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A script to install all required Software Updates
Authored by: gracoat on Oct 09, '08 10:14:32AM

It's an excellent script. Granted a bit on unix knowledge goes a long way in understanding what's going on with this.
I teach at a high school full of macs, and was looking for a nice way to update all the macs.

The system I have is such that my students cannot update the system, and thus the 'Software Update' window won't pop up for them. This means that I have to log in as an administrator to do so. Not only that, but my OD server has the software update server set up.

SO... This means that while the script works well, I have to poke at it to get it to look at my server instead up at Apple for updates.

Anyways... A quick explanation as to how this all works...

One user posted that they were concerned that writing over the default setting, leaving the message on your screen...
The first part of the first if statement looks for the existence of a file called /Users/Shared/.iniswupd_inprog
If it finds it it runs the updates.
When it's done updating the actual Software Update program actually runs again automatically... Behind the scenes in the console, Software update returns messages stating what it's found. This script looks for that using the "if [ `softwareupdate -l | wc -l` -le 3 ]"
Interestingly... the software update program when it finds nothing to update, it outputs 3 lines of code. Note in the text:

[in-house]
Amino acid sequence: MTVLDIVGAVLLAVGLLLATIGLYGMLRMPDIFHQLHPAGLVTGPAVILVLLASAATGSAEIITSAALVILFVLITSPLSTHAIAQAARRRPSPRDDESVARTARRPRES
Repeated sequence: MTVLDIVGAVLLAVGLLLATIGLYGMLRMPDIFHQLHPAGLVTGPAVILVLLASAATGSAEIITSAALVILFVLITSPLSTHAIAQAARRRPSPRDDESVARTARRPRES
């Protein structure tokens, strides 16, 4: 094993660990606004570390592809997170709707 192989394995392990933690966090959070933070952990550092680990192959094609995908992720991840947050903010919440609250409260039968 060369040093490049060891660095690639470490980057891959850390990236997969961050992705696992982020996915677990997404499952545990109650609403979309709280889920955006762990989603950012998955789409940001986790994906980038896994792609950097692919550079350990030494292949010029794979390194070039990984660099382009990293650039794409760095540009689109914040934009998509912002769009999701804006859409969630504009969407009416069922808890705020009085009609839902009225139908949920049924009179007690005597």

<b>`softwareupdate -l</b> --> this tells the computer to 'look at' the console output for anything softwareupdate. <b>| wc -l` -le 3]</b> -->the pipe then passes the info to the wc (word count) program with the modifier -l (<i>count lines instead of words</i>)

Lastly the program cleans up. The notable one is the delete from the loginwindow preference the Loginwindowtext line.

The rest of the script complex, but in plain english:

After looking to see if there's a file called .initswupd_inprog in the shared folder, and NOT finding one, it'll create one.
Then it adds the line of text to the login window screen.
Then it figures out which OS you're using so that it's able to give the right command as far as how to execute the update process.
Then it restarts! (wash-rinse-repeat) until there's no more updates.

**If you still have the text on your login window even if there's no more updates, then for whatever reason the defaults didn't reset. You can do so by stealing a line of text right from this script and typing it directly in the terminal.
You should do this as root user by the way.
Type the following in terminal:
defaults delete /Library/Preferences/ LoginwindowText

Hope this makes things less muddy!

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